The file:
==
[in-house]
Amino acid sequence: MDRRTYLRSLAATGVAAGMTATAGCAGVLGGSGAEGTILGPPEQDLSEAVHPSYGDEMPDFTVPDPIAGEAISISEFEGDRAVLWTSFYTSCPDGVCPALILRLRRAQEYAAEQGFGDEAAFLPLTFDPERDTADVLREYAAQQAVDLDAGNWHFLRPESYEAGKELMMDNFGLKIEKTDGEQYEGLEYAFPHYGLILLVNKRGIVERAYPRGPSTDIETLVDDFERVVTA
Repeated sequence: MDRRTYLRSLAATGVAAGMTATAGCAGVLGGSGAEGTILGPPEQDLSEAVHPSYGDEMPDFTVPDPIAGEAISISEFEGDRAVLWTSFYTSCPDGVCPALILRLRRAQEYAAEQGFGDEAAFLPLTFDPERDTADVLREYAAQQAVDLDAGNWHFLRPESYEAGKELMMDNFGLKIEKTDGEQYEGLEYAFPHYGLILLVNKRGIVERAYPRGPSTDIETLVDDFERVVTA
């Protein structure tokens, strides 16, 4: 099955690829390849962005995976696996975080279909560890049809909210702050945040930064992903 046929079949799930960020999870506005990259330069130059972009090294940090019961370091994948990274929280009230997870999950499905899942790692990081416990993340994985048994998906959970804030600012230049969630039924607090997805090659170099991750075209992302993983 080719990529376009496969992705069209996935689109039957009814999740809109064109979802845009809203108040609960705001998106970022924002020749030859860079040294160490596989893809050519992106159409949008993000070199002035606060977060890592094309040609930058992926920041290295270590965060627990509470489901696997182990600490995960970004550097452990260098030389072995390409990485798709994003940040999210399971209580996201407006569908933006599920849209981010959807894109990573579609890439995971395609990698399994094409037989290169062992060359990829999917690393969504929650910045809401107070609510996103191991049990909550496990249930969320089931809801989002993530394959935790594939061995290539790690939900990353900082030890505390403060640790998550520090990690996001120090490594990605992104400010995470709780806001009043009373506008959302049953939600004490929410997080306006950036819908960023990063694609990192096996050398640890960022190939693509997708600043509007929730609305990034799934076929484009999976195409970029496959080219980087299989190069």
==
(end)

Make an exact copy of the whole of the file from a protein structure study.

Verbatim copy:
[in-house]
Amino acid sequence: MDRRTYLRSLAATGVAAGMTATAGCAGVLGGSGAEGTILGPPEQDLSEAVHPSYGDEMPDFTVPDPIAGEAISISEFEGDRAVLWTSFYTSCPDGVCPALILRLRRAQEYAAEQGFGDEAAFLPLTFDPERDTADVLREYAAQQAVDLDAGNWHFLRPESYEAGKELMMDNFGLKIEKTDGEQYEGLEYAFPHYGLILLVNKRGIVERAYPRGPSTDIETLVDDFERVVTA
Repeated sequence: MDRRTYLRSLAATGVAAGMTATAGCAGVLGGSGAEGTILGPPEQDLSEAVHPSYGDEMPDFTVPDPIAGEAISISEFEGDRAVLWTSFYTSCPDGVCPALILRLRRAQEYAAEQGFGDEAAFLPLTFDPERDTADVLREYAAQQAVDLDAGNWHFLRPESYEAGKELMMDNFGLKIEKTDGEQYEGLEYAFPHYGLILLVNKRGIVERAYPRGPSTDIETLVDDFERVVTA
């Protein structure tokens, strides 16, 4: 099955690829390849962005995976696996975080279909560890049809909210702050945040930064992903 046929079949799930960020999870506005990259330069130059972009090294940090019961370091994948990274929280009230997870999950499905899942790692990081416990993340994985048994998906959970804030600012230049969630039924607090997805090659170099991750075209992302993983 080719990529376009496969992705069209996935689109039957009814999740809109064109979802845009809203108040609960705001998106970022924002020749030859860079040294160490596989893809050519992106159409949008993000070199002035606060977060890592094309040609930058992926920041290295270590965060627990509470489901696997182990600490995960970004550097452990260098030389072995390409990485798709994003940040999210399971209580996201407006569908933006599920849209981010959807894109990573579609890439995971395609990698399994094409037989290169062992060359990829999917690393969504929650910045809401107070609510996103191991049990909550496990249930969320089931809801989002993530394959935790594939061995290539790690939900990353900082030890505390403060640790998550520090990690996001120090490594990605992104400010995470709780806001009043009373506008959302049953939600004490929410997080306006950036819908960023990063694609990192096996050398640890960022190939693509997708600043509007929730609305990034799934076929484009999976195409970029496959080219980087299989190069």